W. Larry Kenney, Professor of Physiology, Kinesiology and Human Performance, Penn State; Daniel Vecellio, Geographer-climatologist and Postdoctoral Fellow, Penn State; Rachel Cottle, Ph.D. Candidate in Exercise Physiology, Penn State, and S. Tony Wolf, Postdoctoral Researcher in Kinesiology, Penn State

This article is republished from The Conversation under a Creative Commons license. Read the original article. Some illustrations and edits added by EarthSky.

The lead author of this article, W. Larry Kenney, discusses the impact of heat stress on human health with PBS NewsHour.

Wet-bulb temperature: A thermometer with both C and F sides showing about 41 C or 106 F.
Wet-bulb temperature combines both temperature and humidity. And scientists have learned that wet-bulb temperatures dangerous to humans are lower than we thought. Image via Jaroslaw Kwoczaa/ Unsplash.

Wet-bulb temps in a warming world

Note: EarthSky editors added the following information.

It’s well-known that the world’s average temperatures are climbing. We are also experiencing more extreme weather events as the world warms. According to the Columbia Climate School:

The study found that worldwide, wet-bulb readings approaching or exceeding 30 C (86 F) on the wet bulb have doubled since 1979. The number of readings of 31 (87.8 F) – previously believed to occur only rarely – totaled around 1,000. Readings of 33 (91.4 F) – previously thought to be almost nonexistent – totaled around 80.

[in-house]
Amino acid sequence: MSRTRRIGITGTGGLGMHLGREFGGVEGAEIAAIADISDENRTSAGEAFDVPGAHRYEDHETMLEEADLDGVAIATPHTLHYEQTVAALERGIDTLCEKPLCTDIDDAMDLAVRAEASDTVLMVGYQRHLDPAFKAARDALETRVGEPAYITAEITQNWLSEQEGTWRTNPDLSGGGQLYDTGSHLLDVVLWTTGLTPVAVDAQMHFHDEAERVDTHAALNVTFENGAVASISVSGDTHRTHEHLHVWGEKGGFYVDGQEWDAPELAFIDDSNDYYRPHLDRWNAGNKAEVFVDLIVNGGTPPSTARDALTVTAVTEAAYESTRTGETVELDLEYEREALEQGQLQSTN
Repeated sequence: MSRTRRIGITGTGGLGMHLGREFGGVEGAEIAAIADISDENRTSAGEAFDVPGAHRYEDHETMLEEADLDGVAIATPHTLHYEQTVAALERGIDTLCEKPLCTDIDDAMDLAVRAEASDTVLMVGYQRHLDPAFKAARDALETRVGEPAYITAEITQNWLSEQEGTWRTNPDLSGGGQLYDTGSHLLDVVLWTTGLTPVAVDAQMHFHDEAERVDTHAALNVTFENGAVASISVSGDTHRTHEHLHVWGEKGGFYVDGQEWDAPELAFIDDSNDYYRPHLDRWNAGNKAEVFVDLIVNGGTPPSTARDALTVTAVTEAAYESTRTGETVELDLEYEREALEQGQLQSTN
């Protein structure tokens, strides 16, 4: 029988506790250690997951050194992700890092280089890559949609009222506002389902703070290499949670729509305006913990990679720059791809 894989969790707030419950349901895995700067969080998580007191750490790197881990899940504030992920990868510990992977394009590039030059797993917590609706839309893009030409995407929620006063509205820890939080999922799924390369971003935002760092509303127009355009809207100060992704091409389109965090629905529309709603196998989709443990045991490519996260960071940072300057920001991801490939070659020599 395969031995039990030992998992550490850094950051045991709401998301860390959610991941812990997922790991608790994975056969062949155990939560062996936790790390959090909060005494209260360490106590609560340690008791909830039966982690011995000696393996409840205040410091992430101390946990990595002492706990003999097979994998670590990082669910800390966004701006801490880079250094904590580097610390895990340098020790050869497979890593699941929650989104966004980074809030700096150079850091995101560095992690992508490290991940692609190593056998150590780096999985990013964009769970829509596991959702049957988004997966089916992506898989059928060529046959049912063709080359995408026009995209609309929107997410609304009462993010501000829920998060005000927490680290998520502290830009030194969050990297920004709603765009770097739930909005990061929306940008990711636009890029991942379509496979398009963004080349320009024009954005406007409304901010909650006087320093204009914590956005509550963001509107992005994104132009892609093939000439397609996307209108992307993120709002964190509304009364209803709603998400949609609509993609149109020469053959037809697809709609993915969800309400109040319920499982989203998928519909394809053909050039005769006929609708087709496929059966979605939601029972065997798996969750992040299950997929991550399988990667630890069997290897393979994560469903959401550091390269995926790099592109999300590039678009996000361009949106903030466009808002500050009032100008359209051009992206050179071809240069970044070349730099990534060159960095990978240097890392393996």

Scientists have noted that we seem to be much closer to a tipping point than previously believed. They also said some communities are closer to sustained intolerable heat than they expected. Steven Sherwood, a climatologist at the Australia’s University of New South Wales, said that scientists:

… previously believed we had a much larger margin of safety.

The interactive world map below shows the highest wet-bulb temperatures recorded as of 2020, according to location. Image via Jeremy Hinsdale; adapted from Raymond et al., Science Advances, 2020. Used with permission.

Bottom line: Wet-bulb temperature is a measure of heat that considers humidity as well (and other factors). It’s a good indicator of when temperature and humidity have combined to create dangerous conditions for those who must be outdoors, or indoors, without a way to cool off.

Source: Evaluating the 35°C wet-bulb temperature adaptability threshold for young, healthy subjects (PSU HEAT Project)

Record temps as extreme heat hits worldwide in 2023

The Conversation

August 8, 2023